O Tydeus’ son, Diomedes, / Bravest Danaan of all, why could I not have fallen on Ilium’s / Plains, spilled forth my soul under your right hand? That’s where savage / Hector was killed by Achilles’ spear, where the mighty Sarpedon / Died, where the Simois snatched up and rolled in the swirl of its waters / So many warriors’ shields, men’s helmets, and valiant bodies!
Thus lamented Aeneas, the great Trojan hero, that he was not killed in front of Troy along with his Dardanian brethren (Virgil, Aeneid 1.96-101; transl. Frederick Ahl). This comes at the beginning of Virgil’s Aeneid, as the ship he is sailing on is thrown about in a violent storm.
His flight to Italy, via Carthage and Sicily, is probably for what he is best known, but his story is much deeper. As Josho has written before, Aeneas’ status as one of the most important and storied heroes of the Trojan War was well-established in the Greek canon before the Romans decided that he was their progenitor.
Aeneas in single combat
In the Iliad, Aeneas’ most famous scene is when fights a duel with one of the mightiest of the Greek horde, Diomedes. Like many of the other murderous barbarians camped outside of Ilios, Diomedes was an imposing figure. He was particularly famous for his strength and the fact that his corslet had been crafted by Hephaestus.
The two met on the battlefield when Aeneas accompanied Pandarus into the fray. The latter was struck down by Diomedes with a well-thrown spear that hit him in the “nose beside the eye / and shattered his white teeth: his tongue / the brazen spearhead severed, tip from root” (Homer, Iliad 5.297-299; translation is Robert Fitzgerald’s Oxford World’s Classics edition).
As his companion’s mangled body fell from its chariot, Aeneas jumped down to defend it from Achaean depredations. He knew that left alone, the Greeks would desecrate the body of Pandarus, as seems to have been the custom in the world of the Iliad. This bravery led to him being attacked by Diomedes, who throws a large stone, hitting him on the hip socket. (Thrown weapons were a mainstay of “Homeric” combat.)
Wounded, Aeneas drops to his knees, propping himself up by one hand. The wound was worse than it may have been because of Diomedes’ great strength. As the pious Dardanian was hunched over, awaiting his fate with a pain-clouded mind, the Argive butcher moved forward, picking up another brazen spear.
But as he moved to strike the killing blow, Aeneas’ mother, the goddess Aphrodite, shielded her son with a corner of her divinely-made robe. Although this obscured Aeneas from Diomedes’ murderous sight, it was not enough to stop his spear entirely. It cut through the cloth and slashed Aphrodite’s hand. Recoiling from this, she flung her son away, to be caught by Apollo and carted off the field.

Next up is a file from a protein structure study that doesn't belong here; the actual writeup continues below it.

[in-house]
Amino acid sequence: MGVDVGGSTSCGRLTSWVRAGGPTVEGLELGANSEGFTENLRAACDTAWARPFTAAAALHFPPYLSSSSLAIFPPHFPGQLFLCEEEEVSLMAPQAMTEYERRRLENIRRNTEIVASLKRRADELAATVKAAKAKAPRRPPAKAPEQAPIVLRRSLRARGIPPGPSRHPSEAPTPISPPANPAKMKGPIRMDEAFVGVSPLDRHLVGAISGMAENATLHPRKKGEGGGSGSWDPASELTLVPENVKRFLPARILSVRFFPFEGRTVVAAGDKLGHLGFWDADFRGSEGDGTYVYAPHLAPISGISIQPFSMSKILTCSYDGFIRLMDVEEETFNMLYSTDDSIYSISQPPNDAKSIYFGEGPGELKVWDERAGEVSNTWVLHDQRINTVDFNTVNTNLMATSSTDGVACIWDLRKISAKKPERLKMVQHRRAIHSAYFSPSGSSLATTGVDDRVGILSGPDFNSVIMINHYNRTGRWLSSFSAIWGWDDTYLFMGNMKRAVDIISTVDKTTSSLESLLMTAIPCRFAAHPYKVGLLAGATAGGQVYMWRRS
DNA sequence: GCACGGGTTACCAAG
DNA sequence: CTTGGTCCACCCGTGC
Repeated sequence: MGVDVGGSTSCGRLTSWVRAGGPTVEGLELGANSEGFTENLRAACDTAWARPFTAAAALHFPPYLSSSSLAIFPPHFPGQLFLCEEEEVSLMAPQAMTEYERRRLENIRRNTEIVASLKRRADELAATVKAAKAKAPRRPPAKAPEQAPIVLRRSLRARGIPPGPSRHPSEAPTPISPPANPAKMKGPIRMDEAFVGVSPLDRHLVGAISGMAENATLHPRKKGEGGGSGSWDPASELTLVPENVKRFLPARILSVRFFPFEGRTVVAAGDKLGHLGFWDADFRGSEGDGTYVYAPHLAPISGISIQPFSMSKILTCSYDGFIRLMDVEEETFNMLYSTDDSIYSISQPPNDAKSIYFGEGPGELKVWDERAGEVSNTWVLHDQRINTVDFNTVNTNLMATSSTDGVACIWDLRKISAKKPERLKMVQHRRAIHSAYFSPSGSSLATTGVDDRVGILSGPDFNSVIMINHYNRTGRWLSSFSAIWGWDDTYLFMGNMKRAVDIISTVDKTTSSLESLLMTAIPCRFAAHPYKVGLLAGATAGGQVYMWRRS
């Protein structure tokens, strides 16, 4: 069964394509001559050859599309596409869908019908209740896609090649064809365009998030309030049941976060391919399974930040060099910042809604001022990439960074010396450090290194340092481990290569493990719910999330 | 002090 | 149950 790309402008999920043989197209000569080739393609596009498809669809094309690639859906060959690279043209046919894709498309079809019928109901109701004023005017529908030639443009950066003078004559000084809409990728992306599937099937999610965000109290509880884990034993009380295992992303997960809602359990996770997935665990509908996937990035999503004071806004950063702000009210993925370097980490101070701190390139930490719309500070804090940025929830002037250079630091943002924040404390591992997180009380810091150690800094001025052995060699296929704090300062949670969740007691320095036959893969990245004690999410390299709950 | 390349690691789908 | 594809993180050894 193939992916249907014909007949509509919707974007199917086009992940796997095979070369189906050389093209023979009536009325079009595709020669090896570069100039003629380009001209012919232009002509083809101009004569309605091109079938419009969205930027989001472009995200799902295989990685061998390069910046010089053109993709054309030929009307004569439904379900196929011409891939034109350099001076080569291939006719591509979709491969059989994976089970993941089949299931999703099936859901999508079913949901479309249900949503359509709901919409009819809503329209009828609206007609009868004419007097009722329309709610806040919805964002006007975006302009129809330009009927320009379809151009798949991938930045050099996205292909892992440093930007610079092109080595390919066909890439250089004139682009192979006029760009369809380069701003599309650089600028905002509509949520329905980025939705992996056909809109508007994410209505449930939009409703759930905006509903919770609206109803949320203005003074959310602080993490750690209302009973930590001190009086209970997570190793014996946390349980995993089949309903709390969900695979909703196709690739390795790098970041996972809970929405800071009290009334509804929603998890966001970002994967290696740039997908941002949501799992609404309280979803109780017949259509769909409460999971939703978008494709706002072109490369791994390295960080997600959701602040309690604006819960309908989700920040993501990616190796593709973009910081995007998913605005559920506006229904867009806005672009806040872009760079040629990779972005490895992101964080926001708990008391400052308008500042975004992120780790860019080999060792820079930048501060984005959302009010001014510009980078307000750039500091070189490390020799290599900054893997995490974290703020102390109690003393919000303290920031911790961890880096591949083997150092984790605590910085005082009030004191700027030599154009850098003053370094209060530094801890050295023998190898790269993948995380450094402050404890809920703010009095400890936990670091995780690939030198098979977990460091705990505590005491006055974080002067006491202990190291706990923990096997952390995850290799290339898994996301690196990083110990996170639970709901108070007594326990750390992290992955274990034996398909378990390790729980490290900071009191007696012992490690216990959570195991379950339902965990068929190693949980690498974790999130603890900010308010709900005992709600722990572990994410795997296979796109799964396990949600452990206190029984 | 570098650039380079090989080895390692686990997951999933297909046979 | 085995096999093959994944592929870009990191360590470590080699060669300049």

An amphora from Vulci
The dramatic confrontation between Aeneas and Diomedes can also be found on the upper register of a black figure Etruscan amphora from the early fifth century BC, as depicted in this article’s featured image, above. The amphora was found in Vulci and is now in the Martin von Wagner Museum of Würzburg University. Although the figures are not labelled on this vase, they are easily identifiable. A female figure moves to shield an injured warrior with her robe from an opponent, preparing to strike with his sword.
Obviously, there are a few differences with the version of the story from the Iliad. Firstly, Diomedes is attempting to finish off Aeneas with his sword, rather than a spear. Secondly, Aphrodite appears to be lurching forward immediately with her robe before her, while in the narrative she first receives her son into both of her arms. This is perhaps more faithfully represented on a red-figure vase, below.
The vase from Vulci is an important piece of evidence that Aeneas was of interest in central Italy before the Romans appropriated his story. It is also enlightening that the artist or patron chose to depict this. It is more common in the surviving corpus to find Aeneas carrying his father Anchises away from Troy, rather than his brief fight with Diomedes.
This depiction is also important because it suggests that the story was internalized in Etruscan (or at least Vulcentine) culture. As Otto Brendel pointed out some time ago, its “painter […] was well conversant with Greek art, which, however, he translated into a personal idiom of noticeably Etruscan flavor” (O.J. Brendel, Etruscan Art (1995), p. 198).
In particular, I think that the arms are more in-line with contemporary Etruscan art found elsewhere, notably Diomedes’ sword and shield and the mixed presence of archers and spearmen. The device on Diomedes’ shield is striking and rather odd.
That the depiction was not copied directly from a known Greek example is telling. It suggests that this part of Aeneas’ story was one of the elements of the Trojan myth that found a home in Italy.